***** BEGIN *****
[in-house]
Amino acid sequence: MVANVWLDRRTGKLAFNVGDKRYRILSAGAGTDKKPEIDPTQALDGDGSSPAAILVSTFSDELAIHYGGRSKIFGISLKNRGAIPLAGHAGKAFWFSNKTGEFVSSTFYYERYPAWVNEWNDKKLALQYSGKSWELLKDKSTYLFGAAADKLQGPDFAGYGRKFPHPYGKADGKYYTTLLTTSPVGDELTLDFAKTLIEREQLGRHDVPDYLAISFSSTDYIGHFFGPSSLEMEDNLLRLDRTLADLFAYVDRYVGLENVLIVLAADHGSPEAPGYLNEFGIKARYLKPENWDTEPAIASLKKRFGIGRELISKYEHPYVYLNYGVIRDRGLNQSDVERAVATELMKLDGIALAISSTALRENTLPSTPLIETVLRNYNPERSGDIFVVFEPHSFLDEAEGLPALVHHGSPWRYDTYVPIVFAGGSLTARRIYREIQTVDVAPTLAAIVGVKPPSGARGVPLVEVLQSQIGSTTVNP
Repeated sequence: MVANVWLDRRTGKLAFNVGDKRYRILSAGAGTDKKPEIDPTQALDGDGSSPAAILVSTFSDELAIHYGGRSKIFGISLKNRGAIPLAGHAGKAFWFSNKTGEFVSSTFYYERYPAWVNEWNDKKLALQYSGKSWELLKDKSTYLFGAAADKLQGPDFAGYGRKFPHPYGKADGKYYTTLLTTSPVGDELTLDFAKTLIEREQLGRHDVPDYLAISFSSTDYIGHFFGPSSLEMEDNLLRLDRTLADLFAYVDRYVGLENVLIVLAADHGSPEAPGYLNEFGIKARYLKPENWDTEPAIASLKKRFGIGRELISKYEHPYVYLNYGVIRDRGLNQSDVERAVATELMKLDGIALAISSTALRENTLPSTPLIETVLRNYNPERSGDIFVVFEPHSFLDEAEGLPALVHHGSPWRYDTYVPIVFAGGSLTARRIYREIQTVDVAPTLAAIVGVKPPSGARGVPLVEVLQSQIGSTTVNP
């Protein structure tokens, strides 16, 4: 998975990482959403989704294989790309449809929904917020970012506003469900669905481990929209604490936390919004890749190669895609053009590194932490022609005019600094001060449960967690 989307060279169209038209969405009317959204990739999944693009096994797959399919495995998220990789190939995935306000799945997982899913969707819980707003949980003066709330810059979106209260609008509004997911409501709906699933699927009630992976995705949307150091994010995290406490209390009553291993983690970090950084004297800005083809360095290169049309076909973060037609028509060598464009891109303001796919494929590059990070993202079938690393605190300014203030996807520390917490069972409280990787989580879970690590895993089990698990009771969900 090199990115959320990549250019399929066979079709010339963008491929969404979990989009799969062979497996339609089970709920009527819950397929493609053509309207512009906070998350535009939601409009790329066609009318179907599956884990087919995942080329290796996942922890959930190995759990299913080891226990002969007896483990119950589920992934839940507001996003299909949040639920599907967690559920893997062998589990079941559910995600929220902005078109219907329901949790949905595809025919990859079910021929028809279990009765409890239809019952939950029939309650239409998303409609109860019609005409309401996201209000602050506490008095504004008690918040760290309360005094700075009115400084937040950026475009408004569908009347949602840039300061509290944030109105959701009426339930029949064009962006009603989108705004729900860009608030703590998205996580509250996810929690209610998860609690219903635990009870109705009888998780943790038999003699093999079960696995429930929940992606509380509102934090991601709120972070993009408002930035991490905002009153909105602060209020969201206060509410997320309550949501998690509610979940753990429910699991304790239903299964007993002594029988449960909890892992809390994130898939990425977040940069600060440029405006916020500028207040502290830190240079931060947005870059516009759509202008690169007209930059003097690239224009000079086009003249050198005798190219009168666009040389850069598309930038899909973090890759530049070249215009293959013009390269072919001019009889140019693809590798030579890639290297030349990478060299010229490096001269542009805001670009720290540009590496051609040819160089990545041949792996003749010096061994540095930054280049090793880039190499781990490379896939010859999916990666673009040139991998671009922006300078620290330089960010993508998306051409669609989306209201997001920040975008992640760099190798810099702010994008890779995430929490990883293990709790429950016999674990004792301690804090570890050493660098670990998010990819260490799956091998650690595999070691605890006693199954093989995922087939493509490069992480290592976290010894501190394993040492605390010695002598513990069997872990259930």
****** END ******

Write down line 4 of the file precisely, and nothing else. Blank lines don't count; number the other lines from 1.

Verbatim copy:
């Protein structure tokens, strides 16, 4: 998975990482959403989704294989790309449809929904917020970012506003469900669905481990929209604490936390919004890749190669895609053009590194932490022609005019600094001060449960967690 989307060279169209038209969405009317959204990739999944693009096994797959399919495995998220990789190939995935306000799945997982899913969707819980707003949980003066709330810059979106209260609008509004997911409501709906699933699927009630992976995705949307150091994010995290406490209390009553291993983690970090950084004297800005083809360095290169049309076909973060037609028509060598464009891109303001796919494929590059990070993202079938690393605190300014203030996807520390917490069972409280990787989580879970690590895993089990698990009771969900 090199990115959320990549250019399929066979079709010339963008491929969404979990989009799969062979497996339609089970709920009527819950397929493609053509309207512009906070998350535009939601409009790329066609009318179907599956884990087919995942080329290796996942922890959930190995759990299913080891226990002969007896483990119950589920992934839940507001996003299909949040639920599907967690559920893997062998589990079941559910995600929220902005078109219907329901949790949905595809025919990859079910021929028809279990009765409890239809019952939950029939309650239409998303409609109860019609005409309401996201209000602050506490008095504004008690918040760290309360005094700075009115400084937040950026475009408004569908009347949602840039300061509290944030109105959701009426339930029949064009962006009603989108705004729900860009608030703590998205996580509250996810929690209610998860609690219903635990009870109705009888998780943790038999003699093999079960696995429930929940992606509380509102934090991601709120972070993009408002930035991490905002009153909105602060209020969201206060509410997320309550949501998690509610979940753990429910699991304790239903299964007993002594029988449960909890892992809390994130898939990425977040940069600060440029405006916020500028207040502290830190240079931060947005870059516009759509202008690169007209930059003097690239224009000079086009003249050198005798190219009168666009040389850069598309930038899909973090890759530049070249215009293959013009390269072919001019009889140019693809590798030579890639290297030349990478060299010229490096001269542009805001670009720290540009590496051609040819160089990545041949792996003749010096061994540095930054280049090793880039190499781990490379896939010859999916990666673009040139991998671009922006300078620290330089960010993508998306051409669609989306209201997001920040975008992640760099190798810099702010994008890779995430929490990883293990709790429950016999674990004792301690804090570890050493660098670990998010990819260490799956091998650690595999070691605890006693199954093989995922087939493509490069992480290592976290010894501190394993040492605390010695002598513990069997872990259930």